Monday, July 18, 2011

AirPrint in corporate networks

AirPrint is a component of Apple since iOS version 4.2 for printing via WiFi, whose main advantage is that AirPrint does not require printer-specific drivers.

The adoption of tablets is a fact nowadays, so the system administrators must provide some mechanism in order to allow tablet users to print. If we focus on iPad type of tablets, these are able to print via AirPrint, but just using a small set of selected printers.

Any already established company has an infrastructure of computers and printers. Adding a new kind of printers does mean buying new hardware and this is not an option in many sites. On the other side, in large corporate sites (so, do not think on a small office with just a few computers) the network is organized and divided, and wireless users do use different network ranges or VLANs than wired users. AirPrint does not work across subnets.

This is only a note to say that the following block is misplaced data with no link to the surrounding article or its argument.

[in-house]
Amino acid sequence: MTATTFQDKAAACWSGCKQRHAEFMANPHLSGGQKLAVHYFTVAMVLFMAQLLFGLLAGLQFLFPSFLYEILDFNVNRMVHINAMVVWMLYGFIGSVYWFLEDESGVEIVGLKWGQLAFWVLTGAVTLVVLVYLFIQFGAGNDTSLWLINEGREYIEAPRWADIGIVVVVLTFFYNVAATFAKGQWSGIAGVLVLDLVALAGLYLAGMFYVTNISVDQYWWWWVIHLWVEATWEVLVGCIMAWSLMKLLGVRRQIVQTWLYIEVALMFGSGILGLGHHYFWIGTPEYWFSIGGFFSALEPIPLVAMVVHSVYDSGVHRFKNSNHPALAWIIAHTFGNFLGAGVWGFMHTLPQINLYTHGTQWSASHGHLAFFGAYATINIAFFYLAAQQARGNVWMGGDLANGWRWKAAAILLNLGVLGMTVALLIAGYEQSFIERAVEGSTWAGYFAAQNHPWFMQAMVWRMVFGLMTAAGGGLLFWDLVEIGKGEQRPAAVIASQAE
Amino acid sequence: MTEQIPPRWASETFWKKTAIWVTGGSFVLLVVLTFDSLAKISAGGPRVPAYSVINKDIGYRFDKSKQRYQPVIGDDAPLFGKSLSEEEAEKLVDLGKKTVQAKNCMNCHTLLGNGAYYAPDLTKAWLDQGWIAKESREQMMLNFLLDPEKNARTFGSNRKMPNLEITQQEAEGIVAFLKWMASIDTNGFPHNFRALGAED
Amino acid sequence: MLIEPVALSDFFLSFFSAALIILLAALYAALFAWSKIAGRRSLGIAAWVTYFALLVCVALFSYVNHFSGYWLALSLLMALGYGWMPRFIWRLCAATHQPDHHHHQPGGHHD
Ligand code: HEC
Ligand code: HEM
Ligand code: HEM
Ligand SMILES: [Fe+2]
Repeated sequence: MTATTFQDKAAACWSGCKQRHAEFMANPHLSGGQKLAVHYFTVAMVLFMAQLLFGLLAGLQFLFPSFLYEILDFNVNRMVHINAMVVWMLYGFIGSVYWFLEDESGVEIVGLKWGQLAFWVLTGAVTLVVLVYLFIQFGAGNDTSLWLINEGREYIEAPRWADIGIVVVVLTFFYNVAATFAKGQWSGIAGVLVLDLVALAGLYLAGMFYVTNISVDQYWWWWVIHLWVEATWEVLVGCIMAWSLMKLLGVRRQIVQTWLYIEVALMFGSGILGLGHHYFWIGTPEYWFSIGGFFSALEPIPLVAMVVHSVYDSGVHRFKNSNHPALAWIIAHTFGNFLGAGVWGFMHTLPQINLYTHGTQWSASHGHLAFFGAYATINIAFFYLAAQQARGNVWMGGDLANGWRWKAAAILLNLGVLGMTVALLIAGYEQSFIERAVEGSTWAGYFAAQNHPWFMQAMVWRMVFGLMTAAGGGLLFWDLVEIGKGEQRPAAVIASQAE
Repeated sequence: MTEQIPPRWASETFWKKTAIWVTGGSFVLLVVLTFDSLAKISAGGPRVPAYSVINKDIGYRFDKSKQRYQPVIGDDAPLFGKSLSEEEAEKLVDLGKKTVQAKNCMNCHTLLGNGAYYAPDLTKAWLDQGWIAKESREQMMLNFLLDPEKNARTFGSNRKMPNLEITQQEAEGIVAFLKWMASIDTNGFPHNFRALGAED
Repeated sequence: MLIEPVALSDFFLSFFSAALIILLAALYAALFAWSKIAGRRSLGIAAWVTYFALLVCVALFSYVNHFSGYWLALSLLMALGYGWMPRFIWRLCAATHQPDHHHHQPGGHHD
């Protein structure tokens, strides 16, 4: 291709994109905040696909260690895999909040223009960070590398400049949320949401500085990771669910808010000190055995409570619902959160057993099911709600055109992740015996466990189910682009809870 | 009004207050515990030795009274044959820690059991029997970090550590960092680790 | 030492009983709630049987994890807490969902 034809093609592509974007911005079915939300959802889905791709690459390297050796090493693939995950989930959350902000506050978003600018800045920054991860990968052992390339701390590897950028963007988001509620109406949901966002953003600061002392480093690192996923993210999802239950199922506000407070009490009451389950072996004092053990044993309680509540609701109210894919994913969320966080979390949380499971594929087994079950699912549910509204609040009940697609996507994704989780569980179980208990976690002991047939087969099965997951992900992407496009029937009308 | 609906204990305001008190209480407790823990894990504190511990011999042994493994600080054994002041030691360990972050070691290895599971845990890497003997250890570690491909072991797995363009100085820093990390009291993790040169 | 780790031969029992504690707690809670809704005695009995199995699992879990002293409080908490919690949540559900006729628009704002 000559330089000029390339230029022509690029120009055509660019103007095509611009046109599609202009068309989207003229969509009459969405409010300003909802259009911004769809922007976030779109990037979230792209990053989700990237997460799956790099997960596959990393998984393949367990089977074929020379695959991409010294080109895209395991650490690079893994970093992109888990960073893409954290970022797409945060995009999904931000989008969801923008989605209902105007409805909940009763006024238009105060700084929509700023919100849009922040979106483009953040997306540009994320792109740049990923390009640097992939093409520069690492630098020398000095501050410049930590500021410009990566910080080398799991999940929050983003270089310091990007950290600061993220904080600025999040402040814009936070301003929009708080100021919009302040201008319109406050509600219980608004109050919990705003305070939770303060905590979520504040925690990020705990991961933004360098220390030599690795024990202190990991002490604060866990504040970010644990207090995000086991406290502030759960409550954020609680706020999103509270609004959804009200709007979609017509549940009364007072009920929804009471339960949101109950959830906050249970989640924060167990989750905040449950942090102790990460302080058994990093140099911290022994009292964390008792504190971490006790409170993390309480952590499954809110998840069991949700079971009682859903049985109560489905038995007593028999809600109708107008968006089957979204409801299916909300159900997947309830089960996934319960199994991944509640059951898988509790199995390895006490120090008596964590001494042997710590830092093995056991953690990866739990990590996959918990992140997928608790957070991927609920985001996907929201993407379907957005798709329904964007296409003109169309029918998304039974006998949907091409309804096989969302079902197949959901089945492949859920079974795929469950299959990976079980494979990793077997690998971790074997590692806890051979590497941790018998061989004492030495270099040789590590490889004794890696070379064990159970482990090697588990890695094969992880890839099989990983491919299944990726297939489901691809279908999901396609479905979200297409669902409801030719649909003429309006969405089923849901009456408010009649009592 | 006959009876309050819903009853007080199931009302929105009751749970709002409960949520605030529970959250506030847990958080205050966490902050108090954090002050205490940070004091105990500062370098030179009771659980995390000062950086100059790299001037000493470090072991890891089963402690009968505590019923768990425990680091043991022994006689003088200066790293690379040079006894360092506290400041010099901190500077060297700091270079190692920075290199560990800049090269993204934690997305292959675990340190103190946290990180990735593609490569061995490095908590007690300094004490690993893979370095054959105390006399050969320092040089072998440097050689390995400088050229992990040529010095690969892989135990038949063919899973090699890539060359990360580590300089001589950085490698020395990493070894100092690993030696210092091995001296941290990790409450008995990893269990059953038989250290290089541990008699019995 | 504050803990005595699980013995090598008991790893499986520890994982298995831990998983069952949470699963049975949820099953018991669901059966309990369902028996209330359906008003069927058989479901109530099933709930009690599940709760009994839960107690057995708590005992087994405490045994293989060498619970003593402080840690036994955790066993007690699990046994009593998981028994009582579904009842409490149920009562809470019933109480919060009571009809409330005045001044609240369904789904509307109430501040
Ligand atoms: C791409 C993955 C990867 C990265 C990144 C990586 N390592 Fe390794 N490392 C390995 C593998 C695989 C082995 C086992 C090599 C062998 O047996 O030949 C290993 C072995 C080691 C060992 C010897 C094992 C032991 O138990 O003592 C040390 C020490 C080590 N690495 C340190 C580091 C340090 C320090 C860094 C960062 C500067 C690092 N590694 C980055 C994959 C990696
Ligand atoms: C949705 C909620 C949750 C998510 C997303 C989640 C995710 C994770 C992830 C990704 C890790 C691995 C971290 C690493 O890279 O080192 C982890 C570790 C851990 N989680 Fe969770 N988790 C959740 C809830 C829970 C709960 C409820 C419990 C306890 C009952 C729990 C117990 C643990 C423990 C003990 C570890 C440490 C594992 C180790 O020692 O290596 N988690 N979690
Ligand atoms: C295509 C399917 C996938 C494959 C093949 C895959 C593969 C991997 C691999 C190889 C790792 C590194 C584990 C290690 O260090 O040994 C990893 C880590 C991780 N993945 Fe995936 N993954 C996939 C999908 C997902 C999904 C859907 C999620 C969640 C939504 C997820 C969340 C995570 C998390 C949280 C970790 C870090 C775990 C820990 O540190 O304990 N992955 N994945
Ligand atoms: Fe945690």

So, the challenge involves two main tasks:
1.- Allow existing printers to be compatible with the AirPrint mechanism.
2.- Allow the usage of wired printers from wireless devices even if they are in different networks, so traveling across different subnets.

Both topics have been already covered in other blogs, but so far, I haven't found a tutorial indicating all the necessary tasks.

Our scenary:
A middle size network with a few hundreds of wired computers. These computers are organized into several subnets.
Several APs giving wireless access to users. Printers are all on some of the network ranges dedicated to wired devices. The IP range for wireless devices form another different subnet with no printers at all.

The proposal is to configure a server to act as a gateway to allow AirPrint devices (those running iOS 4.2 or above) to use any previously existing printer from the corporate network. In order to give this service, we are going to install all the necessary components on a Linux box running CentOS 5.x (5.6 at the time of writing).

These steps are taken from an article of Ryan Finnie.